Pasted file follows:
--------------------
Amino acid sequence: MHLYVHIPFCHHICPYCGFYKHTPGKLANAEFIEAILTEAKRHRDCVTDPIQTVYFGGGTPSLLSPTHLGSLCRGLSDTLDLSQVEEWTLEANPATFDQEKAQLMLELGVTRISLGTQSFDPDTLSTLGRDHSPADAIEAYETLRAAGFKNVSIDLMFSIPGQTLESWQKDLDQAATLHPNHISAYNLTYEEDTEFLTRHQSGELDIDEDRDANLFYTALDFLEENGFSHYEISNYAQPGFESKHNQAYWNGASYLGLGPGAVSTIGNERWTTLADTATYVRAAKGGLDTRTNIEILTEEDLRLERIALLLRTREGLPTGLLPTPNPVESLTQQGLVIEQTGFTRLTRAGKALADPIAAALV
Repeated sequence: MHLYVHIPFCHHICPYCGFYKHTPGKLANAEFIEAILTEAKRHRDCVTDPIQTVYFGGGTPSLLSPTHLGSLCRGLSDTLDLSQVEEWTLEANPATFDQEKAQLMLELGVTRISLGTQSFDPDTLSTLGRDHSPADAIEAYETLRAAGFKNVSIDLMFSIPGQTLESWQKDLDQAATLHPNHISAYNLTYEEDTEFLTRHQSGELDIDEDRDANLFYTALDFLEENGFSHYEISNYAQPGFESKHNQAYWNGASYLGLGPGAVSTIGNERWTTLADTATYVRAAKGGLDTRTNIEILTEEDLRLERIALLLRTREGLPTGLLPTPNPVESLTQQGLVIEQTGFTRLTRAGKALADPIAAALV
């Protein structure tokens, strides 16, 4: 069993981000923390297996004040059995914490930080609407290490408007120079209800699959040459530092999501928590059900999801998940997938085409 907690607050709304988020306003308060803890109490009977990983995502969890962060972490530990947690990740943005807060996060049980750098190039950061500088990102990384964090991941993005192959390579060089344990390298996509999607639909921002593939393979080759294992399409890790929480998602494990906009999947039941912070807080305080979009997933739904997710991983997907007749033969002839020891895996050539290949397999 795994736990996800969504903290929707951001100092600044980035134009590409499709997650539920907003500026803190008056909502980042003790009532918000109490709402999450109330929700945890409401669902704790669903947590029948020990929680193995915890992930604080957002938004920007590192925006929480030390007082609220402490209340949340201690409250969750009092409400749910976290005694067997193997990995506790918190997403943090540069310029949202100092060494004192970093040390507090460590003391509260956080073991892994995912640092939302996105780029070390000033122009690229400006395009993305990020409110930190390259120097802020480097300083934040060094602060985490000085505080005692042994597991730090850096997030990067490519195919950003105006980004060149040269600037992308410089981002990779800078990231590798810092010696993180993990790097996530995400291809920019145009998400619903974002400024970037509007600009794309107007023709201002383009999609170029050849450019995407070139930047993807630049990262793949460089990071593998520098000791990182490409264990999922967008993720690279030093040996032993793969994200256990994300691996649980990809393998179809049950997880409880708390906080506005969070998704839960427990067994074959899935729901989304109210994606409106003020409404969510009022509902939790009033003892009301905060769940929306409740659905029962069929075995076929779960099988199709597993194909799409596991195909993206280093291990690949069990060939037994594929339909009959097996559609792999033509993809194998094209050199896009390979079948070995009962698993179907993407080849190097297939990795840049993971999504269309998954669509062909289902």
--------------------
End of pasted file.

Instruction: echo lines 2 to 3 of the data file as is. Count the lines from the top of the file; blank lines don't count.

Repeated sequence: MHLYVHIPFCHHICPYCGFYKHTPGKLANAEFIEAILTEAKRHRDCVTDPIQTVYFGGGTPSLLSPTHLGSLCRGLSDTLDLSQVEEWTLEANPATFDQEKAQLMLELGVTRISLGTQSFDPDTLSTLGRDHSPADAIEAYETLRAAGFKNVSIDLMFSIPGQTLESWQKDLDQAATLHPNHISAYNLTYEEDTEFLTRHQSGELDIDEDRDANLFYTALDFLEENGFSHYEISNYAQPGFESKHNQAYWNGASYLGLGPGAVSTIGNERWTTLADTATYVRAAKGGLDTRTNIEILTEEDLRLERIALLLRTREGLPTGLLPTPNPVESLTQQGLVIEQTGFTRLTRAGKALADPIAAALV
């Protein structure tokens, strides 16, 4: 069993981000923390297996004040059995914490930080609407290490408007120079209800699959040459530092999501928590059900999801998940997938085409 907690607050709304988020306003308060803890109490009977990983995502969890962060972490530990947690990740943005807060996060049980750098190039950061500088990102990384964090991941993005192959390579060089344990390298996509999607639909921002593939393979080759294992399409890790929480998602494990906009999947039941912070807080305080979009997933739904997710991983997907007749033969002839020891895996050539290949397999 795994736990996800969504903290929707951001100092600044980035134009590409499709997650539920907003500026803190008056909502980042003790009532918000109490709402999450109330929700945890409401669902704790669903947590029948020990929680193995915890992930604080957002938004920007590192925006929480030390007082609220402490209340949340201690409250969750009092409400749910976290005694067997193997990995506790918190997403943090540069310029949202100092060494004192970093040390507090460590003391509260956080073991892994995912640092939302996105780029070390000033122009690229400006395009993305990020409110930190390259120097802020480097300083934040060094602060985490000085505080005692042994597991730090850096997030990067490519195919950003105006980004060149040269600037992308410089981002990779800078990231590798810092010696993180993990790097996530995400291809920019145009998400619903974002400024970037509007600009794309107007023709201002383009999609170029050849450019995407070139930047993807630049990262793949460089990071593998520098000791990182490409264990999922967008993720690279030093040996032993793969994200256990994300691996649980990809393998179809049950997880409880708390906080506005969070998704839960427990067994074959899935729901989304109210994606409106003020409404969510009022509902939790009033003892009301905060769940929306409740659905029962069929075995076929779960099988199709597993194909799409596991195909993206280093291990690949069990060939037994594929339909009959097996559609792999033509993809194998094209050199896009390979079948070995009962698993179907993407080849190097297939990795840049993971999504269309998954669509062909289902």